The Prince Albert Catholic School division said its provincial funding allocation has been cut.
The division’s board was given a breakdown Monday of the numbers included in the April 6 budget.
According to numbers provided in a memo, the Prince Albert Catholic School Division operating funding allocation for Sept. 1 to August 31 dropped from $,29,982,000 in 2020-2021 to $29,385,000 in 2021-2022, or $598,000, which equals a two per cent drop year over year.
Director of education Lorel Trumier saw the decrease as meaningful.
“It’s significant in that anytime you have a decrease you are forced to try do the same work with less. We do know that those numbers are driven by enrolment and at this point in this particular school year we did see a reduction of enrolment,” Trumier said.
She explained that enrolment numbers declined for various reasons including families deciding where they wanted to attend school, such as families from the north deciding to remain on reserve instead of returning to urban centres due to the COVID-19 pandemic. She added that those students could choose to return again.
While the province touted the education budget as a $19.2 million funding increase, opposition critics argued that the increase was less than the negotiated salary increase for teachers, meaning that individual school boards would get less.
Trumier, though, said the division appreciated the enrolment-based funding model.
“The funding formula does adjust based on enrolment as of Sept. 30 and we are pleased that the government did return to the model of managing it from that perspective so that it becomes a little more predictable and it is kind of the method we are used to,” Trumier explained.
During her presentation at the meeting, she explained that the funding is based on the same as previous years and administration is still looking at various components of the budget. The Sept. 30 enrolment means that there will be a mid-year adjustment to the grant based on enrolment next school year.
“This is different than what had occurred this year but this year was an anomaly and we will certainly integrate these dollars to a budget to be presented to the board in short stead. We are currently working on that with our senior administration,” she told trustees during the meeting.
Trustee Darryl Sande noted that the Catholic Division is seeing what appears to be the largest impact of any school division in the province and asked if there was recourse. Trumier assured him that they would work with families to ensure that numbers are more accurate for enrolment projections.
“Our trustees are very in tune at managing the information that is coming and obviously the budget was delayed until April 6 and we are just getting it to drafting budget plans for this fall,” Trumier said.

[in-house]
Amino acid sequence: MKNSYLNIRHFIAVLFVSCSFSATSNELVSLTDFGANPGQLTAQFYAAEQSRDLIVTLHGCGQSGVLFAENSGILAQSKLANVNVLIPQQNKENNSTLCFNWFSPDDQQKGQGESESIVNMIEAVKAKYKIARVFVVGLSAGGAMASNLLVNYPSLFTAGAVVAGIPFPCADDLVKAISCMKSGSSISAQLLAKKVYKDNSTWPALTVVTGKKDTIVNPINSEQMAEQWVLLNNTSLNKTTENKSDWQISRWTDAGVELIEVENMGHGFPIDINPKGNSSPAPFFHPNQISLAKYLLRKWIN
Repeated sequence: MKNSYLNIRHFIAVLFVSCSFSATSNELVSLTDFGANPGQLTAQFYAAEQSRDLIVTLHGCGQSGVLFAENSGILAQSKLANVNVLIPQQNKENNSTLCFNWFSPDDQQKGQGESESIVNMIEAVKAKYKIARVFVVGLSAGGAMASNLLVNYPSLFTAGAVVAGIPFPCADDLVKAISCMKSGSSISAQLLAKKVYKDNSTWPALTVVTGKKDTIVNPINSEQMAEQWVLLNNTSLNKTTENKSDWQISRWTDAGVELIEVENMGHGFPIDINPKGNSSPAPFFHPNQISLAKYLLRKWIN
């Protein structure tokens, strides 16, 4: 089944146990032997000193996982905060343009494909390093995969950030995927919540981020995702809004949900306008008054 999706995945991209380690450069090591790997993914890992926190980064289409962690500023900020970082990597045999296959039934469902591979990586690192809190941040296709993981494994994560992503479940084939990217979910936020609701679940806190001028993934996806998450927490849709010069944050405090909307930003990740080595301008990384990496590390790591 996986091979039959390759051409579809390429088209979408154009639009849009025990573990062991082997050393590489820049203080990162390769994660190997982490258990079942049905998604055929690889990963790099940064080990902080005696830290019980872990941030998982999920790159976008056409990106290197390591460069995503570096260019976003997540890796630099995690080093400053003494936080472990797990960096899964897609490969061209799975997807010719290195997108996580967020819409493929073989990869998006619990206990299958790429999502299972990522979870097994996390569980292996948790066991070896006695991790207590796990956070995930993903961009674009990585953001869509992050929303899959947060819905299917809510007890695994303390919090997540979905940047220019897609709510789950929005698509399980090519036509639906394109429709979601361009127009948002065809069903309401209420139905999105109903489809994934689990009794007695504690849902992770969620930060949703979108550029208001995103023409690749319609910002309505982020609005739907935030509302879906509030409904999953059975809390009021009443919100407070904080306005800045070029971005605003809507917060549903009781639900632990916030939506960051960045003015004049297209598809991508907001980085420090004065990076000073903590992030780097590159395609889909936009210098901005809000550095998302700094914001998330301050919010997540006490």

According to Trumier, the concern rises from always having to do more with less with elements like inflation included and the division is always concerned about that. Another factor is what COVID-19 will look like in the future as an impact on education.
“We saw some impacts this year and we were supported with contingency funding and we’re looking at next year. Yes our school division received $367,000 of contingency funding for next year but it does cost money to buy the supplies that we need to maintain our safety protocols,” she said.
The contingency funding must be spent in sanitation, substitute teacher costs, procure PPE and assist schools in ensuring proper supports for students are in place for the fall of 2021.
She added that as a division they want to be able to focus on student learning and achievement.
“We don’t want to worry about the elements that need to keep us safe, those are basic needs so we definitely want to be able to continue the good work that is happening in our schools while maintaining safety measures and reducing the spread,” Trumier said.
“We will be looking at those kinds aspects as we move into the new school year for sure,” she added.
In 2018 the Catholic Division enacted a bylaw where they can determine its own separate school division tax and set education mill rates. The division is required to pass a resolution each year before April 20 to set their own property tax mill rates. At the meeting on Monday the board chose to set their mill rate the same as that of the province. The 2021 provincial mill rate is 1.36 mills for agricultural property, 4.46 for residential property, 6.75 mills for commercial/industrial property and 9.79 mills for resource property.
According to Trumier, the next steps for the division budget will be to present the budget at a meeting in May and have it approved by the board for submission by July 1 to the Ministry of Education.